Four o’clock in the morning came too quickly and it was time to get up and go. We packed up quickly and started hiking down the crest to the north. I had scouted this out on a previous trip and knew the way. We scrambled down through steep limestone cliff bands and then woods. After awhile we did a short rappel and third classed down a ramp system to the base of the route.

Climbing quickly, this time with two ropes, we arrived at the bottom of the “Last Years” pitch and I left most of the rack with Mike and started up. This time, once I reached the slab, I traversed left and then climbed easily up to the bolt. Mike started up the fourth pitch and still could not find a way across the slab. Finally, after a couple of short falls, he gave in and tensioned across the slab and headed up the easy corners to the top of the pitch. As I watched him lead the pitch, I noticed that he seemed to be moving very slowly. Something wasn’t right. After I had followed the pitch, I asked him if he was OK. He replied that he had a bad headache but was OK.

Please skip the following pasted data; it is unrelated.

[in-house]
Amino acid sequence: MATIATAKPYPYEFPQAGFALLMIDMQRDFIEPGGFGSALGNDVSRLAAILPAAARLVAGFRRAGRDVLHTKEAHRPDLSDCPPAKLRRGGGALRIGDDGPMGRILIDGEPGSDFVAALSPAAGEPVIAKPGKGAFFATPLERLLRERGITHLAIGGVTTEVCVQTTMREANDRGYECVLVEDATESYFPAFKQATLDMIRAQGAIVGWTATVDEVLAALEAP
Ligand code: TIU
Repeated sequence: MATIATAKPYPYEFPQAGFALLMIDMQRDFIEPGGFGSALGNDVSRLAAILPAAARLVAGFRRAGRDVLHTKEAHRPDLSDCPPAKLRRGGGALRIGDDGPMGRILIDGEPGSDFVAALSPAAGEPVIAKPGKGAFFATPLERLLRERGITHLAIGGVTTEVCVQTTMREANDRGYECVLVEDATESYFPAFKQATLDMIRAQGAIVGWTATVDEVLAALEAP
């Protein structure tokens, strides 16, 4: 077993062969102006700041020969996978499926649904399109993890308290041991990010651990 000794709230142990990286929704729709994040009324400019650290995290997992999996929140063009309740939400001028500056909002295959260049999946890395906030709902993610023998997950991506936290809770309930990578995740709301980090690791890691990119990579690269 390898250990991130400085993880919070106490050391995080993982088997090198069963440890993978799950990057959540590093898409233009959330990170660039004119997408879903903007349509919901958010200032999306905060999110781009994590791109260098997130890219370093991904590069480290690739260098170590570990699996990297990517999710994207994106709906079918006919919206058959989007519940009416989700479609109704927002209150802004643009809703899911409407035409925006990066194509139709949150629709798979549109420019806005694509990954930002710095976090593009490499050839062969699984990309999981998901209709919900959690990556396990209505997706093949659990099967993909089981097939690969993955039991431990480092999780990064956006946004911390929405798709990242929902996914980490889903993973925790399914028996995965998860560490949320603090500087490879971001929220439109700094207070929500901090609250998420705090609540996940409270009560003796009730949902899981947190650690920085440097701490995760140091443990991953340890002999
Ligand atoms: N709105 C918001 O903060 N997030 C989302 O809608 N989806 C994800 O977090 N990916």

I led the next pitch. It went around the edge of a large overhang via a thin crack and then up a short steep wall. I must have said “watch me” a hundred times on this pitch as the exposure was intense and the protection marginal. The top of the pitch ended on a little ledge that was perched at the base of another overhanging wall. It was like being on a diving board as you had to look down and underneath you to see the 500 foot wall below. Perched on the end of the ledge was a flake that seemed to be completely unattached to the wall. It was about six feet high, four feet wide, and about one to two feet thick. The flake, which is called the impossible flake in the topo, seemed to be just perched on the ledge by its little base. For our anchor, all I could find was a small stopper placement and a loop of the rope around the flake. I got my legs braced as well as I could and yelled off belay. Mike came up and we both looked up. The wall was really steep here and the only way up was to stand on the flake to reach some holds. I was nervously laughing as Mike made the awkward and scary moves to stand on the flake. We both knew that if the flake went, we would both go. Once there he looked at me and said “I don’t know man”. I told him that I would try it and he slithered on down. Then he got to laugh at me as I struggled to stand on the top of the “impossible flake”. Once there, I reached up and placed a couple of small cams and just as I lifted a foot up onto the face, there was a loud crack of thunder.